Petitioner contends that there is no difference between a term of imprisonment for life and one for the natural life of the prisoner; that if a prisoner is sentenced to prison for life he must serve during his entire natural life, unless sooner pardoned or placed on parole; and that had Governor Rolph intended that petitioner should serve his life sentence without parole, it would have been a simple matter for him to have inserted in his order the words "without parole" or words of similar import. On the other hand, the Board of Prison Terms and Paroles, as its members are advised by the attorney general, contends that some effect must be given to the word "natural" as used in Governor Rolph's order of commutation; that had the Governor intended that petitioner should serve only an ordinary life sentence, as that term is usually used in criminal judgments, he would not have taken the pains to definitely state that petitioner "should be imprisoned during the term of his natural life"; and that had the Governor intended that petitioner's term of imprisonment was to be subject to parole, he could easily have, and no doubt would have, so stated in his order.
Our attention has been directed to but a single instance in which the words "imprisonment during his natural life" have been used in our Penal Code, and that is in section 671, which reads as follows:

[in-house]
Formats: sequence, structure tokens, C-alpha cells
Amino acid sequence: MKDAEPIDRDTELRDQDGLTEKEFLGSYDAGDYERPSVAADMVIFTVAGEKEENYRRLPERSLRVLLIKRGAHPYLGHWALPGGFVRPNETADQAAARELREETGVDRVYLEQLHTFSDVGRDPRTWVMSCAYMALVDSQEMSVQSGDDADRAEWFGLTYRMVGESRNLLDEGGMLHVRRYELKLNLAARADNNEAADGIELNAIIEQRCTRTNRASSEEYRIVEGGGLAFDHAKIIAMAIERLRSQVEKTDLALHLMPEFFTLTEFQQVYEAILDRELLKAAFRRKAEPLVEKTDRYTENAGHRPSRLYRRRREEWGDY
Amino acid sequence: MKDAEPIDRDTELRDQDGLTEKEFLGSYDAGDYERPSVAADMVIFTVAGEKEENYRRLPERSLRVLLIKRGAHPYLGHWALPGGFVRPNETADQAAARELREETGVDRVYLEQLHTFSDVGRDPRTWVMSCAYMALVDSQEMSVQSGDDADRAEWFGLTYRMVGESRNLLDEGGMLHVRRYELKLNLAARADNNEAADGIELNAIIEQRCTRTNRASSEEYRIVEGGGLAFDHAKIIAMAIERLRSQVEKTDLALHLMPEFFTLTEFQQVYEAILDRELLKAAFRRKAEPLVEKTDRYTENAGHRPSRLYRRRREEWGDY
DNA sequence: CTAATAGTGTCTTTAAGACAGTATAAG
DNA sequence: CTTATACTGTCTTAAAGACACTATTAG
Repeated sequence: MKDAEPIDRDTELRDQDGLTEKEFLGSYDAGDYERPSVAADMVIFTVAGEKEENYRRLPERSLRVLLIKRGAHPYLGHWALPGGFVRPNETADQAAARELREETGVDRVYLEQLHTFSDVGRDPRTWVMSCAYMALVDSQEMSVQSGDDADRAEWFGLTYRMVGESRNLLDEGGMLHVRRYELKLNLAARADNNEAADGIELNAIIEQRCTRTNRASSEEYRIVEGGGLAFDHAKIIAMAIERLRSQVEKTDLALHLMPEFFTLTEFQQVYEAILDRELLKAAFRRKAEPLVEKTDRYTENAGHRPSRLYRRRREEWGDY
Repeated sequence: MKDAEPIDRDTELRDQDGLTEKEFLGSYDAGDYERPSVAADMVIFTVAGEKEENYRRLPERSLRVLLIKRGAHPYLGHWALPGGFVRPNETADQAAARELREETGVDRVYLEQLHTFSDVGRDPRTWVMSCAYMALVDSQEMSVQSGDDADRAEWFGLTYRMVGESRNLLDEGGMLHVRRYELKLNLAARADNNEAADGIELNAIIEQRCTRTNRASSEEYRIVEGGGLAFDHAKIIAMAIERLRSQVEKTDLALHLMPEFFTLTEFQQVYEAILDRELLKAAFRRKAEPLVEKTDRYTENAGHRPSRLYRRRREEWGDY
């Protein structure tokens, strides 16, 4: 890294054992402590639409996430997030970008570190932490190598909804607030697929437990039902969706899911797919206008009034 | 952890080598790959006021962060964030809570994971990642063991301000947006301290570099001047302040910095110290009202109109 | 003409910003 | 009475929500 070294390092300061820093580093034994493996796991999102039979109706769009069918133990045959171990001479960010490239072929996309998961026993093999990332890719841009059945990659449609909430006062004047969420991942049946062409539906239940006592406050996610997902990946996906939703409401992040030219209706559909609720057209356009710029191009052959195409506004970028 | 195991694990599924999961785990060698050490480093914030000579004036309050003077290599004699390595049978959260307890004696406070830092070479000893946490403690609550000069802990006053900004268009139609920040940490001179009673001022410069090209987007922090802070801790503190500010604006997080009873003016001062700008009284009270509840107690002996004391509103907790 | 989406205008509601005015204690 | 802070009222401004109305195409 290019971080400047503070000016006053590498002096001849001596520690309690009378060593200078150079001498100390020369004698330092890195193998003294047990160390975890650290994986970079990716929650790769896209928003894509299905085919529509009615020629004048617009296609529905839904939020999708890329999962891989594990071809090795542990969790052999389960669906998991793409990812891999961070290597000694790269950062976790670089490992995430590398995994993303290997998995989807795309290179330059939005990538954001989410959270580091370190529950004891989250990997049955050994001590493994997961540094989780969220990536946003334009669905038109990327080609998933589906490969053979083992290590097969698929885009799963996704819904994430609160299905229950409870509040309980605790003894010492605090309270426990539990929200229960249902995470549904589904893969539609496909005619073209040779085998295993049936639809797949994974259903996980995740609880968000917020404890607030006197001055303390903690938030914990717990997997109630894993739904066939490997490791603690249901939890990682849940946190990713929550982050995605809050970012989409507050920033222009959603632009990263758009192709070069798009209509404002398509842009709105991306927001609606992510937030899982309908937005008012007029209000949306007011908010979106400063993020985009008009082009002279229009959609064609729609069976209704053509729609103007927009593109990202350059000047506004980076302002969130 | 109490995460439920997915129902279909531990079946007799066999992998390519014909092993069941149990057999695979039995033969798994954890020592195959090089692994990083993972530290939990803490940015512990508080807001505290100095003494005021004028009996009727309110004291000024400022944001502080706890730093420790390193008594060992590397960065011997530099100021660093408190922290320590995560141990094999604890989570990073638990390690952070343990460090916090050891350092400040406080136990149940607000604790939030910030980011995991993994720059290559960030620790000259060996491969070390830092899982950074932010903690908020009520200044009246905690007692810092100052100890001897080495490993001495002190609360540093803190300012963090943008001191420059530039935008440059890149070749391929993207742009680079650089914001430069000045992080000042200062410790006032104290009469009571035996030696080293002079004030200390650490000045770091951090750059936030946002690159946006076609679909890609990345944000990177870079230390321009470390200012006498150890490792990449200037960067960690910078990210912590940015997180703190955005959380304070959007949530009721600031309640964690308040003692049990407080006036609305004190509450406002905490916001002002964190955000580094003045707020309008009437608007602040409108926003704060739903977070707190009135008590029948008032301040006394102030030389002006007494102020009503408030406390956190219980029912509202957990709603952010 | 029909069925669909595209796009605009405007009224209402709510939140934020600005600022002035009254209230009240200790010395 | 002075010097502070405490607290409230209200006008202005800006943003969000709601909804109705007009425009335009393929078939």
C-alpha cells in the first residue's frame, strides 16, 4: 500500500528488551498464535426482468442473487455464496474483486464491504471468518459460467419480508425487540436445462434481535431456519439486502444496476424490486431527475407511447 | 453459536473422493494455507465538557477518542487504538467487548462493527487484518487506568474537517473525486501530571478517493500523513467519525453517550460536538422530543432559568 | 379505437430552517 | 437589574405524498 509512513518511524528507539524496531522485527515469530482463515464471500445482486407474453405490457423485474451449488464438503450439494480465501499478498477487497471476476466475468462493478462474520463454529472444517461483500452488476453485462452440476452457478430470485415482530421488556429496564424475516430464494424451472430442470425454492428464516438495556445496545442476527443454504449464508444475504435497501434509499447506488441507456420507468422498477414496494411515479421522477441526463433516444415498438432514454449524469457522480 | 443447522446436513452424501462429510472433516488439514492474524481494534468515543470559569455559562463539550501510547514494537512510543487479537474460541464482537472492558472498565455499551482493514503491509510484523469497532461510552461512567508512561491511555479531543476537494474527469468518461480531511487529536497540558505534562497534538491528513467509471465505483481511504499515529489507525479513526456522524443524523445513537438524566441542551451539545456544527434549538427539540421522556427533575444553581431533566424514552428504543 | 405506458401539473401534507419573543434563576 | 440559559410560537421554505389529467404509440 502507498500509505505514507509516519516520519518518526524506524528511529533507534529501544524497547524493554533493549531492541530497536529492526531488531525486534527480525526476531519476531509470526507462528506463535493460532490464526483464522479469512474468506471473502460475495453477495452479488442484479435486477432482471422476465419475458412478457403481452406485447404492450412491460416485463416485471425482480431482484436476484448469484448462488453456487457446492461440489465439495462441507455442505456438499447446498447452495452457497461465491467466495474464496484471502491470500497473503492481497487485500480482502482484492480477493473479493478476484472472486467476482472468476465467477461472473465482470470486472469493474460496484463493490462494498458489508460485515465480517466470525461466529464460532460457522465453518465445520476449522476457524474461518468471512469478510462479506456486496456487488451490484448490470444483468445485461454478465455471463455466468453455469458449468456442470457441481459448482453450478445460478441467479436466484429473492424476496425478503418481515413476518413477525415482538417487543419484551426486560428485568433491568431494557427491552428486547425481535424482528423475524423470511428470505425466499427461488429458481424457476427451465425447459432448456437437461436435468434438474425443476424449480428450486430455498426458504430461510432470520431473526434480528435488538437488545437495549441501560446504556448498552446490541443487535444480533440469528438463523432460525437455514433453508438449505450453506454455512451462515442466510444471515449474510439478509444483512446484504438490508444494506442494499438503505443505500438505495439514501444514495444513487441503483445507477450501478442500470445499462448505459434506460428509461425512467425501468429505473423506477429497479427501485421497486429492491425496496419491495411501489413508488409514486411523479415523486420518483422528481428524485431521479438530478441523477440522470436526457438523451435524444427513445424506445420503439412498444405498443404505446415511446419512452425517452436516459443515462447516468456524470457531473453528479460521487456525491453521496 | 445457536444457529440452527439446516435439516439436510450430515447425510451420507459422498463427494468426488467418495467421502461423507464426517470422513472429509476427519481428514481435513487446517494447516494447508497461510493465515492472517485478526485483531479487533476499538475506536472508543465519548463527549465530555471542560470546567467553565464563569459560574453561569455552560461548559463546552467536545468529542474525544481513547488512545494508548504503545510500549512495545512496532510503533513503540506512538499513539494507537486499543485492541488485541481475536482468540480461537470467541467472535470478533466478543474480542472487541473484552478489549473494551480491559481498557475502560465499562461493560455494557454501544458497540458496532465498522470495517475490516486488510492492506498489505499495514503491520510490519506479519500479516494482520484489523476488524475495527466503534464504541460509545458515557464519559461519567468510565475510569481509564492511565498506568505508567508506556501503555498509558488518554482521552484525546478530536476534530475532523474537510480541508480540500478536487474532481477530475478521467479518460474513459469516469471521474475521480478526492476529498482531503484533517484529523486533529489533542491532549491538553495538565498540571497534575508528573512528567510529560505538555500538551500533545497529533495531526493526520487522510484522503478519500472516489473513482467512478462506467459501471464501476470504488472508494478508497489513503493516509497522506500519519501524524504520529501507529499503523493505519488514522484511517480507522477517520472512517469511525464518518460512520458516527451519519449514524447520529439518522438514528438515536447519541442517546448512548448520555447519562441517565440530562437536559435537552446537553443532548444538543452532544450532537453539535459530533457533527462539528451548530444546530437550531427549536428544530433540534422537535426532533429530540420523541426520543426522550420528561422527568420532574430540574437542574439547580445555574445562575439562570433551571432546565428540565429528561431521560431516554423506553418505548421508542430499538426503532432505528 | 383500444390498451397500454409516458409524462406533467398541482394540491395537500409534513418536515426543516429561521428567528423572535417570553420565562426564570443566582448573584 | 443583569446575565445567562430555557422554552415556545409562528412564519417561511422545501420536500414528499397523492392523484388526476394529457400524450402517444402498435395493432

"Imprisonment for life: Whenever any person is declared punishable for a crime by imprisonment in the state prison for a term not less than any specified number of years, and no limit to the duration of such imprisonment is declared, the court authorized to pronounce judgment upon such conviction may, in its discretion, sentence such offender to imprisonment during his natural life, or for any number of years not less than that prescribed."
Evidently the term "natural life," as used in this section of the code, cannot be given the meaning claimed for it by the Board of Prison Terms and Paroles, and it is just as evident [24 Cal.2d 347] that it is used in this section as synonymous with the word "life." No one, we think, would contend for a moment that a prisoner sentenced under this provision of the code would not be entitled to the benefit of the parole law of the state.
There has been received in evidence at this hearing a certified copy of an order by Governor Rolph of date July 12, 1932, commuting a death sentence to life imprisonment, which in part reads as follows: